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True Colors This work has been published in the Teen Ink monthly print magazine.

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   I am originally from the South. My family and I moved to live up north when I was a freshman in high school. My name is not important; I could be the girl who sits across from you in history or the one who always knows the answers in geometry class. It is who I am and my story that should be listened to.

In appearance, I am just like anyone else: tall and thin with long hair and dark eyes, and wear glasses. I am very laconic but if you get to know the real me you would be surprised. This story is about my struggle to get past all the prejudging and show people the real me, my true colors.

I moved to a little town in the North at the beginning of my freshman year. In my new town I was going to go to a private school. On the first day, I woke up early and ate my breakfast. Then I dressed for school, putting on an outfit I would have worn in my old school: jeans, a cotton blouse, and ankle boots. I looked forward to a multitude of friends and good teachers. The color silver, like the lining in a cloud, represents Hope; my heart was silver.

At my new bus stop, there was a group of students waiting. I smiled shyly and walked over to say hello and introduce myself. I waited for them to say something; they didn't. I stood there awkwardly until a girl came up to me.

"Where are you from?" she asked me. "You have a really funny accent.

"Don't you know that you are supposed to wear nice clothes to school? What is that, a K Mart special?" another girl said.

I felt my hope slip away as more and more students came over to ask me questions. Luckily, the school bus came. All the kids ran to get a seat. When I got on the bus, I sat alone; everyone was already sitting with someone else. No one spoke to me; so I sat in silence. I was Ashamed; my heart was pink.

In the classroom, it wasn't much better. Everyone had their own friends; they weren't interested in making new ones. They stared through me and then walked away. No one spoke to me, so I sat in silence. I was Angry; my heart was red.

At lunch I didn't know where to sit. Finally, I joined a group of girls who were in my English class. They stared at me inimically for what seemed like an eternity.

"You're new here, aren't you?" a girl said.

"Yes, I just moved here fro ..." I began.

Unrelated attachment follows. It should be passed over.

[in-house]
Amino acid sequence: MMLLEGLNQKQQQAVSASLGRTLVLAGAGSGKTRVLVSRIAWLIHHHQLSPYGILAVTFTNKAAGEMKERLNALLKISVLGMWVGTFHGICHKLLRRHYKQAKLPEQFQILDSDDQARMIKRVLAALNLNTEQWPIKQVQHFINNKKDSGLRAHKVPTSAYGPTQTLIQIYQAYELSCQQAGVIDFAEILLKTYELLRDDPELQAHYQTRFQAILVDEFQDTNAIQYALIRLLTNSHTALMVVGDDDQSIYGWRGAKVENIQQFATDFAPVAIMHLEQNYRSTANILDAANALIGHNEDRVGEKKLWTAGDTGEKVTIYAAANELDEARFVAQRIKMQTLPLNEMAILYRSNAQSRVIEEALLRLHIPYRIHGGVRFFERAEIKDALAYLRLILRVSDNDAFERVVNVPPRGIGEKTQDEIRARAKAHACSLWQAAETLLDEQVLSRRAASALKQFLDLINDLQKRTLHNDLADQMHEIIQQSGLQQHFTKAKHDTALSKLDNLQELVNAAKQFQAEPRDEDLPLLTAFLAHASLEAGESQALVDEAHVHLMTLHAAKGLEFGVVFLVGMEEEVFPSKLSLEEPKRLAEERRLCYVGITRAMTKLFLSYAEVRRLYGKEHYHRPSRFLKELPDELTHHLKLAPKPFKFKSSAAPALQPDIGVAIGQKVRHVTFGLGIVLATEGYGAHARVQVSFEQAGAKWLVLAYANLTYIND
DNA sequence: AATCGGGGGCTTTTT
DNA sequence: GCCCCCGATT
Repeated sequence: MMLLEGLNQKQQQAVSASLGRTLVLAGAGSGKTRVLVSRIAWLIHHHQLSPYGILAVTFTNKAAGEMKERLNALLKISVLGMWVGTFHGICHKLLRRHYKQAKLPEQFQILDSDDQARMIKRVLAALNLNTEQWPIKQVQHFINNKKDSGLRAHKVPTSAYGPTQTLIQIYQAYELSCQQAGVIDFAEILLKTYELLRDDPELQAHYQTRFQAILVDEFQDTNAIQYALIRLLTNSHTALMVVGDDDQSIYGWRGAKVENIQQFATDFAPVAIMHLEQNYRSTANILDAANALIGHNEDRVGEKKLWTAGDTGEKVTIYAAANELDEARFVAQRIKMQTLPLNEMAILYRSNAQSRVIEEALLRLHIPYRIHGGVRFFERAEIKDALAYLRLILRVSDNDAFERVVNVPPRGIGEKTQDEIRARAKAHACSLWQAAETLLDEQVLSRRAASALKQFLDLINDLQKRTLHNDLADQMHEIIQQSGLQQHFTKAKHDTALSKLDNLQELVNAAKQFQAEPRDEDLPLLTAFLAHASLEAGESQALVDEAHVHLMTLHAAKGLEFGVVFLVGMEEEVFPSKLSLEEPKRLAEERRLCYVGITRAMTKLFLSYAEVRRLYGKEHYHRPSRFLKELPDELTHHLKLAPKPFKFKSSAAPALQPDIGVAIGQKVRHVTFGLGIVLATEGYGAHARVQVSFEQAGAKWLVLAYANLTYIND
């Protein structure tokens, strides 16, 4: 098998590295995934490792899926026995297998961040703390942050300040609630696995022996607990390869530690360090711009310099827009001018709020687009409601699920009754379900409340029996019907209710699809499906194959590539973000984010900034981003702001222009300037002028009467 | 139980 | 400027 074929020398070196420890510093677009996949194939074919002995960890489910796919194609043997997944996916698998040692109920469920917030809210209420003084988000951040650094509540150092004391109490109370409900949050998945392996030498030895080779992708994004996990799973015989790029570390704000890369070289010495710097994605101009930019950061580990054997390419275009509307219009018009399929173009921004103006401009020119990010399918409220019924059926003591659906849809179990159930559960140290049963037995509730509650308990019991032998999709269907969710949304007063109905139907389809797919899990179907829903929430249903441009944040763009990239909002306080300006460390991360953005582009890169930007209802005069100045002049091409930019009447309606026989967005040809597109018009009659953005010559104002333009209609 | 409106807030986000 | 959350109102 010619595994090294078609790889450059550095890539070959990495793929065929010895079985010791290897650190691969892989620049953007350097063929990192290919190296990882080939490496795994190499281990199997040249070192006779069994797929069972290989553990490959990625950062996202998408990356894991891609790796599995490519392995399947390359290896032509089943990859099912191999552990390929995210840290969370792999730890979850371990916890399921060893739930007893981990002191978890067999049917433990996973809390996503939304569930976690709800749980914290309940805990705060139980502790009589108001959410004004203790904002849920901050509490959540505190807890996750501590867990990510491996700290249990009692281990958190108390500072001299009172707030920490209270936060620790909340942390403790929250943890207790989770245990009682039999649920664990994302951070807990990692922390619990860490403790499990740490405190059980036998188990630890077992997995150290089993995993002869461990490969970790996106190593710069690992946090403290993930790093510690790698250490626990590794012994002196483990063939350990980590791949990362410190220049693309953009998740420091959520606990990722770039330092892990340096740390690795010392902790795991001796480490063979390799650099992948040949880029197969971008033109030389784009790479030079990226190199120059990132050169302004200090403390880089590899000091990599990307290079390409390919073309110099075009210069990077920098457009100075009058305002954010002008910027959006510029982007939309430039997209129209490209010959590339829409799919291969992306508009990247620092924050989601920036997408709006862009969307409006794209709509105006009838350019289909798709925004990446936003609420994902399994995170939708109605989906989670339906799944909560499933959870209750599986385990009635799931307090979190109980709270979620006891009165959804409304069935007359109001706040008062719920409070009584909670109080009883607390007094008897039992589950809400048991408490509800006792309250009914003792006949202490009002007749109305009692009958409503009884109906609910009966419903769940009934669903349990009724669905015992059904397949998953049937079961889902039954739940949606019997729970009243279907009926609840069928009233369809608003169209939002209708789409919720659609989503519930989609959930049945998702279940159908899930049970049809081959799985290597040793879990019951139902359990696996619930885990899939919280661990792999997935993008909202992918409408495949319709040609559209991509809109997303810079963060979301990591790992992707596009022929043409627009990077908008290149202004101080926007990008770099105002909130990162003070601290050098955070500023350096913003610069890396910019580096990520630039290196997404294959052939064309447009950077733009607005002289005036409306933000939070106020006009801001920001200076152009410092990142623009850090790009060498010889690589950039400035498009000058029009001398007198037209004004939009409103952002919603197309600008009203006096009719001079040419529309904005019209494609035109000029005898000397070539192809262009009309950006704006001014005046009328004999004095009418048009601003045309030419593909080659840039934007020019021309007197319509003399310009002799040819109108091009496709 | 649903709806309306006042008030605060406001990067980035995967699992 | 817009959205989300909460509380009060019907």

"You're so quiet. I bet you get all A's. Do you study all the time? For fun, do you read a dictionary?" A blond girl cut me off.

"Well, I ... I ..." I stammered.

However, they weren't interested in what I had to say. They ignored me for the rest of the lunch period. No one spoke to me, so I sat in silence. I felt Confused; my heart was a muddy brown.

That was the way school was. For weeks my classmates ignored me and looked upon me with repugnance. They laughed at my radical clothes because what I wore was so different. They called me a brain because I got good grades and worked diligently. They laughed at my accent because it wasn't like their jargon. They called me different because I wasn't a generic clone. I felt Misunderstood, I felt Forlorn, I felt Frustrated; my heart was a mix of grays, blacks and white.

I went to school miserable for weeks, until one day, a girl came up to me. She introduced herself timidly and asked if I wanted to sit with her at lunch. I smiled shyly and said yes; however, I have to say that I felt very chary about it. I needn't have worried; she was very friendly. She said that because I was so quiet, she had felt intimidated and was scared to talk to me. I felt Happy; my heart was silver.

I have made many more friends since then and I am much happier. My new friends respect me for who and what I am. They don't spread rumors about me and they don't laugh at my anomalies because it's our differences that make us all unique. I first went to school looking for my silver lining, and through a dense cloud I have found it. c


This work has been published in the Teen Ink monthly print magazine. This piece has been published in Teen Ink’s monthly print magazine.






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ellabella said...
Dec. 28, 2011 at 6:08 am
This was an amazing article. It gave me a whole new perspective. Good job!
 
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